“Stages”. Alcoholic: The Dark Side.

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Your Town
Through Harold’s Lens:

Shock

Pete!
Dead?
Mom, I just saw him!
What happened?

Story

Pitch night
Old man
Alcoholic
Drunk
High speed
Head-on.

3000 pounds
Into
3000 pounds.

Metal rips metal
Metal smashes glass
Smashing glass tears tender skin
Sharp edges saw bare bone
Chards puncture eyes
Blood
Rivers of blood.

Denial

No Mom
This can’t be
This can’t be happening to our family
Pete! Pete!
My dear brother Pete!

Anger

@$#&%*
@$#&%*
@$#&%* liquor
@$#&%* alcoholic
@$#&%* alcoholic driving a car.

Tears

Streams roll over soft cheeks
Tongue tastes salt
Lips tastes mucous
Shoulders shake
Body quivers.

Eyes stare into space
Howl
Long, low, hollow
Nooooooooooooo!!!!

Depression

@$#&%* life
I can’t do this any more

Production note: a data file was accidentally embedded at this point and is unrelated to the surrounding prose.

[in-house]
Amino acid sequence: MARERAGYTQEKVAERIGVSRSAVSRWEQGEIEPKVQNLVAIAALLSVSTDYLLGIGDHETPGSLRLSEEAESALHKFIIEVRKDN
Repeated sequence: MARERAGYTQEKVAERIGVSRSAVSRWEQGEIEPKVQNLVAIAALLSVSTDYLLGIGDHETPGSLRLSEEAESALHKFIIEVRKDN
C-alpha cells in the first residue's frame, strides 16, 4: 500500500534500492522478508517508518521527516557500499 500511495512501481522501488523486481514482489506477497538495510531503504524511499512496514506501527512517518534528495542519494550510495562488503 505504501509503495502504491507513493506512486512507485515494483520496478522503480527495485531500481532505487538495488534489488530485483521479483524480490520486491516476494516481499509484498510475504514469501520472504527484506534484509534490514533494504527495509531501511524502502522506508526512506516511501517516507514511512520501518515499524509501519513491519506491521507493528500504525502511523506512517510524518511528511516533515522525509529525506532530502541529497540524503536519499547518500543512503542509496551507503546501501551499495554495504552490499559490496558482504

Pete was my strength
My best friend
My God.

Acceptance

Mom
Dad
I have you
We have each other
We have love.

Ring. Ring. Ring.
“Hello.
Alcoholics Anonymous.
May I help you?”

“My name is John.
I’m an alcoholic.”

“Call of Terror”

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ARGENTINA Through Harold’s Lens:

USA.
Auburn, New York
4:12 am.
January 9, 1955.

The brass ringer bell on our rotary phone screams and screams and screams outside my bedroom door.

Ring. Ring. Ring.

I’m in deep sleep.

Ring. Ring Ring.

I am only 14.

Ring. Ring. Ring.

Old enough to know only bad comes with a call in the black of night.

Ring. Ring. Ring.

I’m into horror movies.

Ring. Ring. Ring.

I am terrified.

Ring. Ring. Ring.

Slapping bare feet rip down the wooden hallway.

Ring. Ring. Ring.

Total silence.

A mind-piercing scream rips through my bedroom door. I leap from my sheets. I tear open my door. I’m face to face with my Mother. Wracking in tears. Sucking for air. Eyes wide with terror.

“Maudie”, Mom gasps. The hospital. Her five-month old daughter. Dead. I wrap my arms around Mom’s heaving, sagging shoulders. Mom and I cry.

Please Lord. There is an order to birth. An order to death. Our children are not to die first.

A jet black old rotary in an antique store in Buenos Aires evokes a 50 year old painful memory of an ice cold January morning in upstate New York and the value of life.